A partner at a private equity firm in London has vehemently denied being the jogger who pushed a woman in front of a bus.
Eric Bellquist was arrested on suspicion of the shocking act – caught on CCTV footage – which took place back in May but has only come to light after police released footage of the incident.
The American investment banker’s lawyers state that Bellquist has “irrefutable proof” he was in the US at the time of the incident.
The Metropolitan police said on Thursday that they had arrested a man in Chelsea on suspicion of causing grievous bodily harm. He was later released on bail.
Bellquist’s lawyers, Duncan Lewis Solicitors, said: “This statement is issued in relation to our client Mr Eric Bellquist, who was arrested yesterday in relation to an assault that took place between a male jogger and a female pedestrian on 5 May 2017 on Putney Bridge, London.
“Our client has been wrongly implicated in this matter; he categorically denies being the individual concerned and has irrefutable proof that he was in the United States at the time of the incident. Consequently, we expect a swift resolution to this wholly untrue allegation.”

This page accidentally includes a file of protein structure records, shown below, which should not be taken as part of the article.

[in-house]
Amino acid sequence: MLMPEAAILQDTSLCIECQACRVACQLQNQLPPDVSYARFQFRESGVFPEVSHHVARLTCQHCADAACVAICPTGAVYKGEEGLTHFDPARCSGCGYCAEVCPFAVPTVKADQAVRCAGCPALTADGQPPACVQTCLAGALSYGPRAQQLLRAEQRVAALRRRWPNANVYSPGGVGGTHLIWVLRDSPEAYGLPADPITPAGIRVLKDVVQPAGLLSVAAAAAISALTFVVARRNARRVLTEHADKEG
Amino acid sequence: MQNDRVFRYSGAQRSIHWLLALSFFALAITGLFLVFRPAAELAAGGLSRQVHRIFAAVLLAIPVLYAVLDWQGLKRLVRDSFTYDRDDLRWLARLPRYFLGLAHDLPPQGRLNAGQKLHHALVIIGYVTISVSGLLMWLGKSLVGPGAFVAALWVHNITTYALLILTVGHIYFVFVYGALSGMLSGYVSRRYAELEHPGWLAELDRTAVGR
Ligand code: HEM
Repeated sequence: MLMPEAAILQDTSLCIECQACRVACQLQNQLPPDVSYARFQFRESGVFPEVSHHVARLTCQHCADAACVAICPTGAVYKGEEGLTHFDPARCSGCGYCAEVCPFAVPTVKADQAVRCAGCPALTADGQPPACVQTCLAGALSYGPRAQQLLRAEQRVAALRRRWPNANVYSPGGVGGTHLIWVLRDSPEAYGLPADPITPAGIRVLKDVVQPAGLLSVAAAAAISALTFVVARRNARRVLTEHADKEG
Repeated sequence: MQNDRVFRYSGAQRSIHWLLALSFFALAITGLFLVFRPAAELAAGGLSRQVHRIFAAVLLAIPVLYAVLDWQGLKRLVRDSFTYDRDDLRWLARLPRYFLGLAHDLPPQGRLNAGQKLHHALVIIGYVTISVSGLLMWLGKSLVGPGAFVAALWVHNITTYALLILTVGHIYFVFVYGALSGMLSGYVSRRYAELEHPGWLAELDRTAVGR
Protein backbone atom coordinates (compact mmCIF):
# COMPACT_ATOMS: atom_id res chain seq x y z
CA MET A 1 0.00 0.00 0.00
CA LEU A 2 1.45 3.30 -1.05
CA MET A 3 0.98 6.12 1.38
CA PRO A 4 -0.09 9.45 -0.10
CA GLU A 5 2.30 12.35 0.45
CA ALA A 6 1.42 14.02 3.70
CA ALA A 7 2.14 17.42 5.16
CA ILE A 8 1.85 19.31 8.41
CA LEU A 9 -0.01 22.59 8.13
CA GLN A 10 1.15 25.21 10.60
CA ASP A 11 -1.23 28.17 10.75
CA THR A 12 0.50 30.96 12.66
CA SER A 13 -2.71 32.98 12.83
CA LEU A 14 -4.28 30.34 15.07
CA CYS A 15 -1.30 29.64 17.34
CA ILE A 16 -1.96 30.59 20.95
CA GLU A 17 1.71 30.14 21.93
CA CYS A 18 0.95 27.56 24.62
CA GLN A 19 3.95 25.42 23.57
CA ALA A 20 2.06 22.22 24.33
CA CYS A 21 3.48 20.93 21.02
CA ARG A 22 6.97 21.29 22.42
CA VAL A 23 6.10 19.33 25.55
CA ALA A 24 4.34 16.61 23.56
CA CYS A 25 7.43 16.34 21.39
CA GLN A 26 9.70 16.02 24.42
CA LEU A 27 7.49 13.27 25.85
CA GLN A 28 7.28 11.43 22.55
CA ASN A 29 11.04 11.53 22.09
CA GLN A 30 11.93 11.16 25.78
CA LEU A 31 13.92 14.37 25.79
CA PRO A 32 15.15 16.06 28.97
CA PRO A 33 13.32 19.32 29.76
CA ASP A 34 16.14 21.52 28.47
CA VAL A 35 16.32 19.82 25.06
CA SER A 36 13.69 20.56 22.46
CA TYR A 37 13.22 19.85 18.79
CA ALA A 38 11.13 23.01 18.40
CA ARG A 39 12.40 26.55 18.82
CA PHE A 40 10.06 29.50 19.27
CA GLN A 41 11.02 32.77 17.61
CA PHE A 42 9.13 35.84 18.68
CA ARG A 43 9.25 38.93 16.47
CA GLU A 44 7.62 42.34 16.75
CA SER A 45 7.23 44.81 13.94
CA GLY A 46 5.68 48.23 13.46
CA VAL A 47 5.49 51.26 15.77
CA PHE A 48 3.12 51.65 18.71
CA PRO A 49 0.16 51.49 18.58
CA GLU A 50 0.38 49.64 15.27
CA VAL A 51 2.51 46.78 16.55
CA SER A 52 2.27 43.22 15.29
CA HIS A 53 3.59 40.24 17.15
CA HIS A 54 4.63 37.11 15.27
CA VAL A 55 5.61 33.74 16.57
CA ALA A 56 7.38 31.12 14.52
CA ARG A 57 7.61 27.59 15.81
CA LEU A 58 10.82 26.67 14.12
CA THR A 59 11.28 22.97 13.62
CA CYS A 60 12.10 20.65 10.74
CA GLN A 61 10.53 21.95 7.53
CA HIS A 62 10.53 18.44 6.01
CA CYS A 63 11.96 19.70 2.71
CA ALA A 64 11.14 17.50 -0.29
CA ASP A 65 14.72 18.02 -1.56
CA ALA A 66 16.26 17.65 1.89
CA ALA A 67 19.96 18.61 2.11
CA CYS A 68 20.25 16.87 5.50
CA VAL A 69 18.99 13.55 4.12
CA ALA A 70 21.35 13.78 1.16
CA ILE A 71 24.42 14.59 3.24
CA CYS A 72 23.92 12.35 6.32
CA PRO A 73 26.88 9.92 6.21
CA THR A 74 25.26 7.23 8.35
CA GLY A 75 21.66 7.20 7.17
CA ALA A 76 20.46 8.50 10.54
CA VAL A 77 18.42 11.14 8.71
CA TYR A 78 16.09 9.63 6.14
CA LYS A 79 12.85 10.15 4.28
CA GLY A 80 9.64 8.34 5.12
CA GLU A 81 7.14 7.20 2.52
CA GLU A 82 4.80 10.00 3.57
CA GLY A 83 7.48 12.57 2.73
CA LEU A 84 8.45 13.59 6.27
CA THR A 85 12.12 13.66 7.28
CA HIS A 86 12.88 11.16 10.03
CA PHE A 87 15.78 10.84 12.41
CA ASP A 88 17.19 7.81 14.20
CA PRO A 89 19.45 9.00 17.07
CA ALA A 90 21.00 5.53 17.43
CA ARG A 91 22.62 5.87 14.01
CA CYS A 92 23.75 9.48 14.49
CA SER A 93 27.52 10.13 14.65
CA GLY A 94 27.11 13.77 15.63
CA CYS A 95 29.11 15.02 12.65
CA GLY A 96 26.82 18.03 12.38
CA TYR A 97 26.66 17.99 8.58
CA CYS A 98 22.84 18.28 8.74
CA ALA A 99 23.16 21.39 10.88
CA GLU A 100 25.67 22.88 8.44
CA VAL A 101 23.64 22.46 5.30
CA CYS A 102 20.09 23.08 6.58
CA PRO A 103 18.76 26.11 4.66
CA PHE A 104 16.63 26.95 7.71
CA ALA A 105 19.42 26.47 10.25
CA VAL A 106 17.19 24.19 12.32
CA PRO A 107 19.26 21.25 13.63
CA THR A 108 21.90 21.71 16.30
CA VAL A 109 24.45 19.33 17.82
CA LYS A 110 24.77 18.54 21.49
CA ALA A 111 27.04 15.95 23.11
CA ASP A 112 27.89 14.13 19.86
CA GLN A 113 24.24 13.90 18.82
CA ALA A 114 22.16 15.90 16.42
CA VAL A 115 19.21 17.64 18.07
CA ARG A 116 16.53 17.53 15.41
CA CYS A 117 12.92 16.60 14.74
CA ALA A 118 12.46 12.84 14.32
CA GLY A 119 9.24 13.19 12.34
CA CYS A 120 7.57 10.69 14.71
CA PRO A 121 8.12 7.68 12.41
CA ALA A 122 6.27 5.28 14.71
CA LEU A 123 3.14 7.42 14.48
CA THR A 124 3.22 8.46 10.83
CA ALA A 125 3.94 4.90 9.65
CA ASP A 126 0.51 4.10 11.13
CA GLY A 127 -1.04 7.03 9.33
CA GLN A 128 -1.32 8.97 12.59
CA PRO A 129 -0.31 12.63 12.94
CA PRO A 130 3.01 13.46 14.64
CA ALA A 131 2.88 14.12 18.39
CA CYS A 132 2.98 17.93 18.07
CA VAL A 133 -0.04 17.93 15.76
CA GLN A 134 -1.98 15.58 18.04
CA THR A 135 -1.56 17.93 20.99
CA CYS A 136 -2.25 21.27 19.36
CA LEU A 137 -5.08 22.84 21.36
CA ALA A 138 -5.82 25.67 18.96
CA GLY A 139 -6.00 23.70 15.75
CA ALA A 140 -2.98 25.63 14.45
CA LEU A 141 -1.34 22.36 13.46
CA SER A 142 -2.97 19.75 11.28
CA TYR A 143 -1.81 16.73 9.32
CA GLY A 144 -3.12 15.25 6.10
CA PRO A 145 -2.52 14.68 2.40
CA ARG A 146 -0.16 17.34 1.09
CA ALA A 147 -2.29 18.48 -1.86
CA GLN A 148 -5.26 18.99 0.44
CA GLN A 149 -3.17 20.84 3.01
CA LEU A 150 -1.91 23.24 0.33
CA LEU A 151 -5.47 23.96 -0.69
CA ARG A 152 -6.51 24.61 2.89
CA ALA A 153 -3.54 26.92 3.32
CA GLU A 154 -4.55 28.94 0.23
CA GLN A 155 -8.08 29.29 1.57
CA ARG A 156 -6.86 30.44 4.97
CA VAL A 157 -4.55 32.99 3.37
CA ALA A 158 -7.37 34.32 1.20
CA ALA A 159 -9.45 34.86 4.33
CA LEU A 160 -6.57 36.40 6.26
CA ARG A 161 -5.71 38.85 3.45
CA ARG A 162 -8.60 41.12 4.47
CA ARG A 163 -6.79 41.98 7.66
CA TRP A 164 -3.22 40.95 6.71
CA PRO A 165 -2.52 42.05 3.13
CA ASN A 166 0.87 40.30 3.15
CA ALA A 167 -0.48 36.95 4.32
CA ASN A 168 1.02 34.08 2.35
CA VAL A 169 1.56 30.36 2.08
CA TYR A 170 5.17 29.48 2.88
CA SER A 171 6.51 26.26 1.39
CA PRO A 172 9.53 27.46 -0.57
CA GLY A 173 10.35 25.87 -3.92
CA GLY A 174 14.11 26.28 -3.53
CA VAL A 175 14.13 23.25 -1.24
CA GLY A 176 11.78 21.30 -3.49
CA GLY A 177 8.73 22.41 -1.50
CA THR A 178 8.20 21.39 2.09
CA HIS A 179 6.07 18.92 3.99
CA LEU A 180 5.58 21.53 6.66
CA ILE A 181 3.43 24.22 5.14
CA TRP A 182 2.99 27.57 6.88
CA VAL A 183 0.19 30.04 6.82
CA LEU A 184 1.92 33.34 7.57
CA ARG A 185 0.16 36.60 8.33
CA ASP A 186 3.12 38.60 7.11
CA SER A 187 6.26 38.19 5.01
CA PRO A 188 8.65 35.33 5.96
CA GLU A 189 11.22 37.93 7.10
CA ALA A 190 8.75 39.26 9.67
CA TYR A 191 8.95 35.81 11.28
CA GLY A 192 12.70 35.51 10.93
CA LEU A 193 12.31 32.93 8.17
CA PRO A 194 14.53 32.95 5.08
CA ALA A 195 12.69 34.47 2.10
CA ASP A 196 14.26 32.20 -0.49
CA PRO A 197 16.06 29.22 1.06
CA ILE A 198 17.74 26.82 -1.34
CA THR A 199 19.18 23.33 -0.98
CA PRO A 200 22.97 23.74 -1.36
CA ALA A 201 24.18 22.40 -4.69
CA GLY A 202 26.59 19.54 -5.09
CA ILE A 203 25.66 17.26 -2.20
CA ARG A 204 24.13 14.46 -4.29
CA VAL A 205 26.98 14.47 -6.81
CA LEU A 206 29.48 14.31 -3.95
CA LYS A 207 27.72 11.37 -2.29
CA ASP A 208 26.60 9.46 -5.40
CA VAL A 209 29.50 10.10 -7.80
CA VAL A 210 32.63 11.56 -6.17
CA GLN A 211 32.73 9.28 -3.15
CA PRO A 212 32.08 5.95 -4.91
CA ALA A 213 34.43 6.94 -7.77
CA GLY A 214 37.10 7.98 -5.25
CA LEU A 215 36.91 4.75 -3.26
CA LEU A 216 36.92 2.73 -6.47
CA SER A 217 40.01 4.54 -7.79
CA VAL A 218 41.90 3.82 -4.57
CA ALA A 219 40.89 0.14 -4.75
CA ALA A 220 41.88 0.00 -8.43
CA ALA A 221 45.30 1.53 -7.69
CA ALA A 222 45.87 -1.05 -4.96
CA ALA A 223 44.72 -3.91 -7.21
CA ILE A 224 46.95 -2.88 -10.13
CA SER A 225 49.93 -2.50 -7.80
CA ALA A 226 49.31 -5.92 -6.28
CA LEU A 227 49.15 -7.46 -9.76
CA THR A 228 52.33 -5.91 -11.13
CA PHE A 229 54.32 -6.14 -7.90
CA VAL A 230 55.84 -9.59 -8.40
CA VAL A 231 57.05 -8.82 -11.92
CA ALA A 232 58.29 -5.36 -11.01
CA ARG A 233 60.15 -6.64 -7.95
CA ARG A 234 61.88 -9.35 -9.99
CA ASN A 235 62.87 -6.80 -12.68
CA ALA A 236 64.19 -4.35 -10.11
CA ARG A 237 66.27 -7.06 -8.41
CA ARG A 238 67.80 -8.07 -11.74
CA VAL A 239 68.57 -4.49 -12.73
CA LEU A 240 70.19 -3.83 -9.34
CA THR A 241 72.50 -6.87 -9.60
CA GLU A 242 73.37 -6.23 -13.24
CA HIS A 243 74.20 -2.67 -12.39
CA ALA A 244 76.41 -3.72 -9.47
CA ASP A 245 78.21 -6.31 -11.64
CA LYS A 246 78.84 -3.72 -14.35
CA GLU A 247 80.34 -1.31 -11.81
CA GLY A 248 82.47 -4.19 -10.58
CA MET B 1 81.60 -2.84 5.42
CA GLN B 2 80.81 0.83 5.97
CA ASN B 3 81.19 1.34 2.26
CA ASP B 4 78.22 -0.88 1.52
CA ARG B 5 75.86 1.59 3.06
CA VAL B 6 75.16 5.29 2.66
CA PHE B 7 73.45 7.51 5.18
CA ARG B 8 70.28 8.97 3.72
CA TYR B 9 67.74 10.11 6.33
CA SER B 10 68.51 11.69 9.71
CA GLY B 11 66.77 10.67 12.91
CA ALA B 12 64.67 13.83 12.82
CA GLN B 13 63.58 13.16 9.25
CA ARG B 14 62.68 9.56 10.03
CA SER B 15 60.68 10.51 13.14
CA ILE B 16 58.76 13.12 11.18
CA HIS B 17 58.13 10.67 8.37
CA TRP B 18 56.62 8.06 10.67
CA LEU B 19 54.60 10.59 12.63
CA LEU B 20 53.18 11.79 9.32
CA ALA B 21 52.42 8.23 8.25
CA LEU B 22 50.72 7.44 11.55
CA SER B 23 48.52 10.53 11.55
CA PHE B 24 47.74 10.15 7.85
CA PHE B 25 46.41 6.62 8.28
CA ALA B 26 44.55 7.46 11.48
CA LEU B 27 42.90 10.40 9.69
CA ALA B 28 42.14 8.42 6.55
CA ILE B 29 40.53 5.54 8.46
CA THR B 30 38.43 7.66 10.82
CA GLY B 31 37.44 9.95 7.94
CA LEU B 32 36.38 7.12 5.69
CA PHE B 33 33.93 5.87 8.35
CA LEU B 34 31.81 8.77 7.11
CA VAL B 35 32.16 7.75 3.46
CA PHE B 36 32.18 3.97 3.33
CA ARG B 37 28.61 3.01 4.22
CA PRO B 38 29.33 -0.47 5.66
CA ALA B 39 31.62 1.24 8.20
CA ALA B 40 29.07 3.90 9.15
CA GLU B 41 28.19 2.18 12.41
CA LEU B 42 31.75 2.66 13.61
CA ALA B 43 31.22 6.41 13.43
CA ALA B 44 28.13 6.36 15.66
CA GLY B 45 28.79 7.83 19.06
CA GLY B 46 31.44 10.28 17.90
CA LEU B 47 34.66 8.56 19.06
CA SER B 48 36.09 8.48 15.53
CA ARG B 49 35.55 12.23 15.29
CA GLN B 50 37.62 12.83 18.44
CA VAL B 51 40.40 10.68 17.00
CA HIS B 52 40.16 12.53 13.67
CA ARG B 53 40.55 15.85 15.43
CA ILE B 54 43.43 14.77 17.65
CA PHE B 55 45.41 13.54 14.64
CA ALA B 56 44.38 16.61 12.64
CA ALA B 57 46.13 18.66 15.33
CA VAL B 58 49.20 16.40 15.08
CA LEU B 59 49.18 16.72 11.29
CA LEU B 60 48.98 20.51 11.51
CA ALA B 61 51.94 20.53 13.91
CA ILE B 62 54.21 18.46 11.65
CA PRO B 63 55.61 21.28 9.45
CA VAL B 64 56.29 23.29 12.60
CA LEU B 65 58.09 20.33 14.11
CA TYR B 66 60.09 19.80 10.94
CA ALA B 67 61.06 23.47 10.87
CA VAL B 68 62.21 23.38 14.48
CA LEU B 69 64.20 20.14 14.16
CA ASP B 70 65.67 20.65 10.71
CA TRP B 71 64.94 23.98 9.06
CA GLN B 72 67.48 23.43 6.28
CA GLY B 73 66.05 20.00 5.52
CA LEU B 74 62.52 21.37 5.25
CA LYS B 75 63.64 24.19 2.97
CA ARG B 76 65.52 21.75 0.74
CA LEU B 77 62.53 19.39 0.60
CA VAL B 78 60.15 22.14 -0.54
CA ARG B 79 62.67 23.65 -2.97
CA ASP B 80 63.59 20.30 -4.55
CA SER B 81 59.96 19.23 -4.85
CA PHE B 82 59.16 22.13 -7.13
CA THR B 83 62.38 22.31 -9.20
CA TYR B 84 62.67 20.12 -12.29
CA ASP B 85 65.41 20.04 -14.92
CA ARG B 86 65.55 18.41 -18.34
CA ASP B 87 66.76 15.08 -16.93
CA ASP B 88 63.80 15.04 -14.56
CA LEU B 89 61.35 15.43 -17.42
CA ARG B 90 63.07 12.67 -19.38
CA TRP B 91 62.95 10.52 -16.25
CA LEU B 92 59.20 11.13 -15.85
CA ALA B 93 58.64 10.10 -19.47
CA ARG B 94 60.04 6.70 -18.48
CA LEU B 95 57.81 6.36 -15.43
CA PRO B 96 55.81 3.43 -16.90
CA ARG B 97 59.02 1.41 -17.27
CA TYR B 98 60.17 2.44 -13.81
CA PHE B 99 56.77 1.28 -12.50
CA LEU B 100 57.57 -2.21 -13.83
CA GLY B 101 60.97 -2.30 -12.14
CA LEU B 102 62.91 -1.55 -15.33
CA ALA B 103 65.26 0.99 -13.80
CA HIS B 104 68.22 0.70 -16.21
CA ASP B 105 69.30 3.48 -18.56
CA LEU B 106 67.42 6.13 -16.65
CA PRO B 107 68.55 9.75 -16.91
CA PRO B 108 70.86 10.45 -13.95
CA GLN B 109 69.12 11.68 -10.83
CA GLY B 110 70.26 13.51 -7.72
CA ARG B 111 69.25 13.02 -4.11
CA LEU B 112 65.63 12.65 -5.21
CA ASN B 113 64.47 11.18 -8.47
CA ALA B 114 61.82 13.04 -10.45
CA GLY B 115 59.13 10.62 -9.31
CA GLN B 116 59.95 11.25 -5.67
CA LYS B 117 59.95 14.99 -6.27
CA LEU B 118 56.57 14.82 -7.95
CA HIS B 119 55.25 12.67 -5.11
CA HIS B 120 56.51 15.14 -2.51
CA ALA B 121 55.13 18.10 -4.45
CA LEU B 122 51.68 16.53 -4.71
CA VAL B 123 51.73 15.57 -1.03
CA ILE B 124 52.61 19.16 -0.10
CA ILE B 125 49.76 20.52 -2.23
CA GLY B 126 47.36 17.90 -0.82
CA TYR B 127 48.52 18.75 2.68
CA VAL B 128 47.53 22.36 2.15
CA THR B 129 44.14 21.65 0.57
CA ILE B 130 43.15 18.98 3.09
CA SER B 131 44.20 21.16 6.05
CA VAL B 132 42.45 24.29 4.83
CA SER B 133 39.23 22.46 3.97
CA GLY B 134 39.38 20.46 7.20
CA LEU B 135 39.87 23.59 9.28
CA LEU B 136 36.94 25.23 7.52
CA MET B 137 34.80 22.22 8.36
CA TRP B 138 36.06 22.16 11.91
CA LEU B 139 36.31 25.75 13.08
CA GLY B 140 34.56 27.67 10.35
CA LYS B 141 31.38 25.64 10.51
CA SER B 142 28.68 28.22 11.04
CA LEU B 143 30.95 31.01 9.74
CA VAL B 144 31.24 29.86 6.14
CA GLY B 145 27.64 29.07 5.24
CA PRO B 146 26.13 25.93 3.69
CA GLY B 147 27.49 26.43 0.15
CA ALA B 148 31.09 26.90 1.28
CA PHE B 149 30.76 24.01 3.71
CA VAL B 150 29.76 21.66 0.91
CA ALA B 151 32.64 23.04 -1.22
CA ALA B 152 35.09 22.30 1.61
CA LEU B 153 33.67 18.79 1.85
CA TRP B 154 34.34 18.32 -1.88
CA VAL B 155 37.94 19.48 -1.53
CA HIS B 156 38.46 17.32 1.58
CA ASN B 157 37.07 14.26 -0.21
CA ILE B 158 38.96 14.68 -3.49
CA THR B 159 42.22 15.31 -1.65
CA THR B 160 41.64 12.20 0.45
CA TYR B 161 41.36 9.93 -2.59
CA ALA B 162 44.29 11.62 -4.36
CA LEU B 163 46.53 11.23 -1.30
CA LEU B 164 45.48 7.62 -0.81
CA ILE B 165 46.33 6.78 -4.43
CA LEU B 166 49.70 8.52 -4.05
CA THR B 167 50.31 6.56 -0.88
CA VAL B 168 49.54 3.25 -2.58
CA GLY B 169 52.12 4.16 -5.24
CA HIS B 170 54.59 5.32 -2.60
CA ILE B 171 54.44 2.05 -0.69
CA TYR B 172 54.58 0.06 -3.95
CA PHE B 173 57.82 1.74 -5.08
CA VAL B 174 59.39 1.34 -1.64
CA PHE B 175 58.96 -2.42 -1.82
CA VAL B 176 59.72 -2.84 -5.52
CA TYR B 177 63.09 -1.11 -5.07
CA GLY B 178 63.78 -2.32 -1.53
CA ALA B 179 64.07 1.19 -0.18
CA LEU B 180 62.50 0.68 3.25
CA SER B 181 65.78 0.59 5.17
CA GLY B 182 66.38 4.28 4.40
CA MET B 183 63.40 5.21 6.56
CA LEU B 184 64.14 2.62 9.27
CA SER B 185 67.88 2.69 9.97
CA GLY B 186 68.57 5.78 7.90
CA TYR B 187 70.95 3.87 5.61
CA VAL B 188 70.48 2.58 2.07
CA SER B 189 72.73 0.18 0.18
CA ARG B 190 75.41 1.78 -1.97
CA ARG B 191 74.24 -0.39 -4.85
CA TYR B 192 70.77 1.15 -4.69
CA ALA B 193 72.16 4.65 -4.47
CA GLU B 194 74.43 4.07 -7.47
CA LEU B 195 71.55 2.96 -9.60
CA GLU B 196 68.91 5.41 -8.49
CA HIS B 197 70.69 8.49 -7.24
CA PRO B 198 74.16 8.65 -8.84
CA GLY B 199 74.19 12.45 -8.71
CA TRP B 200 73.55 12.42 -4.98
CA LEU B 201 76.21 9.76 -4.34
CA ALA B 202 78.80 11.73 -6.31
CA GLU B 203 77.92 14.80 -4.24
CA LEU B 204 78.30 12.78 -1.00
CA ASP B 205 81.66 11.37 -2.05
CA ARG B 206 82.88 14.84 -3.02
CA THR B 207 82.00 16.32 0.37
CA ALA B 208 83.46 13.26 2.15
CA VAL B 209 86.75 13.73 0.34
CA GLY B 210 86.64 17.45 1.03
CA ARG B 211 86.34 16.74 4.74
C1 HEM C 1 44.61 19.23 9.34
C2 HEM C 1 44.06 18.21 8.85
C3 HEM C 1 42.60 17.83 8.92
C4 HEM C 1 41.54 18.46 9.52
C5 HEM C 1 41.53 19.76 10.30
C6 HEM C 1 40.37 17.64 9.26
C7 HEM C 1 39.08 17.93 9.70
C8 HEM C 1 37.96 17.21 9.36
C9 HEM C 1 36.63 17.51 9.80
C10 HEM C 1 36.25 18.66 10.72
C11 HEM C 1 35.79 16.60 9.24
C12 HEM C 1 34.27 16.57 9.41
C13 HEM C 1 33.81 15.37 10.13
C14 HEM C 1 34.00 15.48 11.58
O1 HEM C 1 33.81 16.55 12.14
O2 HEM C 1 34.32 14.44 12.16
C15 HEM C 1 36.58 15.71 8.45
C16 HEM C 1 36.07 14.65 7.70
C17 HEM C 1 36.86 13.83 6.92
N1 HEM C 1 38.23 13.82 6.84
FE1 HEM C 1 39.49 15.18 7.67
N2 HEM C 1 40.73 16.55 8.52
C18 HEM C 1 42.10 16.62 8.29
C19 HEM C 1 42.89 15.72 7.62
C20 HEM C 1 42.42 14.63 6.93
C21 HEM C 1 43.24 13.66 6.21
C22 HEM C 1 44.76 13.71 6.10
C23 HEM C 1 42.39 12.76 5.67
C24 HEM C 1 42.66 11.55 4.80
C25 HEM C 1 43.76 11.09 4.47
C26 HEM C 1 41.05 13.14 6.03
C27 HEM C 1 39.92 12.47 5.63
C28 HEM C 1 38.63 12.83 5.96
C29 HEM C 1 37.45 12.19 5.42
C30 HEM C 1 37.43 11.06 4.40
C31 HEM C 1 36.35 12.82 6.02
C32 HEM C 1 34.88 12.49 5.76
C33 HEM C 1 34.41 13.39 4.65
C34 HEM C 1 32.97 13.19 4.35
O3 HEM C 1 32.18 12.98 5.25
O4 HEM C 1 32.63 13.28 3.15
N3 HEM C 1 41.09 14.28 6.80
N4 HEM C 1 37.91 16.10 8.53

The CCTV footage showed a man dressed in a light grey T-shirt and blue shorts apparently barging into the 33-year-old woman, knocking her into the road on the east side of Putney Bridge and forcing a bus to swerve to avoid her.
the bus stopped and passengers tended to the woman, who sustained minor injuries, after the incident at about 7.40am on 5 May.
Police said the jogger ran back the other way across the bridge about 15 minutes later and the victim tried to speak to him, but “he did not acknowledge her”.
“This is clearly an individual who, upon seeing someone in his path, veers towards them and not only does he barrel them over, but he continues to run down the road without even looking back to make sure they’re OK,” Prof Craig Jackson, the head of psychology at Birmingham City University, told Good Morning Britain
“That to me is quite horrifying behaviour and I think what we’re looking at here is the pedestrian equivalent of road rage. It’s very, very worrying ... it could have been murder or manslaughter.”